Aim for the problem, not the people

Emotions can play a big part in negotiations, and we need to make sure that we don't let them inform or influence our decisions. While emotions can show passion and drive, they cannot be allowed to rule. When we hit a snag during negotiations, it can be easy to direct our ire towards the people involved in the discussion and not the actual problem at hand.

As with our recommendation that you focus on the interests of all parties, so should you keep negotiations focussed on the problem at the heart of the discussion and not the people who could be hindering a conclusion. Though this can be difficult to do in the face of a wall of no's, continuously steering the conversation back to what is actually causing the issue can demonstrate a keen and mature understanding of the situation.

Offer alternatives

You should go into any negotiation with a clear idea of what you want. However, you also need to make sure you have a few agreeable alternatives or a BATNA that you can fall back on or propose instead.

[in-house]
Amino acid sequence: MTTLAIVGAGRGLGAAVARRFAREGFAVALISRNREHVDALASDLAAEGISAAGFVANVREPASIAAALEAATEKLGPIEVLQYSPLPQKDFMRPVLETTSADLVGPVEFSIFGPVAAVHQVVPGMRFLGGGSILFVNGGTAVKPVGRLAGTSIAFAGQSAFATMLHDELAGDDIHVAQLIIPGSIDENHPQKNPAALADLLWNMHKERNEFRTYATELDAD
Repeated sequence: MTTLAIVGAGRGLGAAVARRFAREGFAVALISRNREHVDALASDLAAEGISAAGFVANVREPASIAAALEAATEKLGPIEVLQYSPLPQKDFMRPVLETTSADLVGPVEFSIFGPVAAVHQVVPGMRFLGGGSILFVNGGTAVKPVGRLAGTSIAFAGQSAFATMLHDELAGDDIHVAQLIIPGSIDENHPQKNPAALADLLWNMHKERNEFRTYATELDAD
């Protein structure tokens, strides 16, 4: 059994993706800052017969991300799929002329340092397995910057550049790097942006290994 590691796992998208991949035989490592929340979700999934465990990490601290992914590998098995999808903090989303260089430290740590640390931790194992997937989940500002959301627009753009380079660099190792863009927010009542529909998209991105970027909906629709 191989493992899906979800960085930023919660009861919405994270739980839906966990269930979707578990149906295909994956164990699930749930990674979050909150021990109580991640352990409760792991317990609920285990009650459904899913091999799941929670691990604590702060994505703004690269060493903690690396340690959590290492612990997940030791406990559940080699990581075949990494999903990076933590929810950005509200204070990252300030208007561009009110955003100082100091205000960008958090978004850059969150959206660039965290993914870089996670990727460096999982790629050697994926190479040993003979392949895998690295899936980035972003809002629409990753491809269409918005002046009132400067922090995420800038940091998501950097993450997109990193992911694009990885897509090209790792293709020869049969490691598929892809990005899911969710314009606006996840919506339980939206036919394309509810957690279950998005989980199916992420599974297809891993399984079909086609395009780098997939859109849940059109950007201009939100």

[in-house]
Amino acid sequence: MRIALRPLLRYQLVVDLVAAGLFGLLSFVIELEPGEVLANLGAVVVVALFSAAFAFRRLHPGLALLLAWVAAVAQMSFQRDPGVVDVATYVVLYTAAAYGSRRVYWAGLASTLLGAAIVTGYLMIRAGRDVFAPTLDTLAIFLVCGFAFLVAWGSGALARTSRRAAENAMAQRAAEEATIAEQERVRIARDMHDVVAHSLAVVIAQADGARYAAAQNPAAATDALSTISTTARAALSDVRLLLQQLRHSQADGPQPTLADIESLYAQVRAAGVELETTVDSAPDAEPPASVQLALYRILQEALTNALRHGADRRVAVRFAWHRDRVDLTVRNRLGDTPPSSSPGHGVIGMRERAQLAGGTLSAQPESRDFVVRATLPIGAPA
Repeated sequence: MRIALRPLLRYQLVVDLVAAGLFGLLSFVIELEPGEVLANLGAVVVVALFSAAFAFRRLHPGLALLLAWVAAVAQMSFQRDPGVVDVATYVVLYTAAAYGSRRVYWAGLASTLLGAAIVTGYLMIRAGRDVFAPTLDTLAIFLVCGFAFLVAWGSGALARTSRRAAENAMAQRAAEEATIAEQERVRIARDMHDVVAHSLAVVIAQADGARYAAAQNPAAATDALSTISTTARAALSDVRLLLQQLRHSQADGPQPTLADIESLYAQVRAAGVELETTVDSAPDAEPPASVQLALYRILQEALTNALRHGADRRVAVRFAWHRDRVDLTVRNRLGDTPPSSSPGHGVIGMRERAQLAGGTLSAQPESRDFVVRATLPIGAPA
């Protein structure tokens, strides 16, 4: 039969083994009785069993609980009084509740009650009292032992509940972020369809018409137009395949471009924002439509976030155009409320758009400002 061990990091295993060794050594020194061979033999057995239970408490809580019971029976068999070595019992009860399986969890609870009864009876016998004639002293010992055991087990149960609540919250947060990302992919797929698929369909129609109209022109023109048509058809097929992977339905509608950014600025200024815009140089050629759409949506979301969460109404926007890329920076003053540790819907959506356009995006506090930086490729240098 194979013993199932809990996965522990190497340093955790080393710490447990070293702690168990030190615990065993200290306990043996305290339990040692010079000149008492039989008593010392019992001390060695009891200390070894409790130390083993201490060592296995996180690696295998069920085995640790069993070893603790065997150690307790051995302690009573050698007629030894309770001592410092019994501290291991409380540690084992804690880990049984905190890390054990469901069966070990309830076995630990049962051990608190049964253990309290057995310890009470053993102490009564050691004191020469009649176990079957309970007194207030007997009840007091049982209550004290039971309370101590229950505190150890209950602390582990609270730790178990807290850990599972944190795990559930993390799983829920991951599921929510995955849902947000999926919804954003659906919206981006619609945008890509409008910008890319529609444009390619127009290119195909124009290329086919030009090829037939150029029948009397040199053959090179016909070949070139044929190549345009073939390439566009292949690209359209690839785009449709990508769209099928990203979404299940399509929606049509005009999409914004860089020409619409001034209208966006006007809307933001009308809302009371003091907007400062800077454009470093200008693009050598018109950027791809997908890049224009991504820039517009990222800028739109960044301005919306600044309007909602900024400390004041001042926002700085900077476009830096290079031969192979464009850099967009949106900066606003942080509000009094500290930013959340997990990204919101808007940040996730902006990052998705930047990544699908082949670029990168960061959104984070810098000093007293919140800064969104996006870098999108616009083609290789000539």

Refusing to deviate from a single outcome just makes you look disagreeable. Having alternatives and being willing to propose them shows that you are open to communication, professional, and interested in building a collaborative relationship.

Be objective

Negotiations are not the place to be elusive and hide desires behind layers of vague statements and actions. In your opening statement, set out what you want to see in an unemotional and neutral manner. Present yourself and any negotiating partners without bias and ensure that your emotions remain under control throughout the negotiation.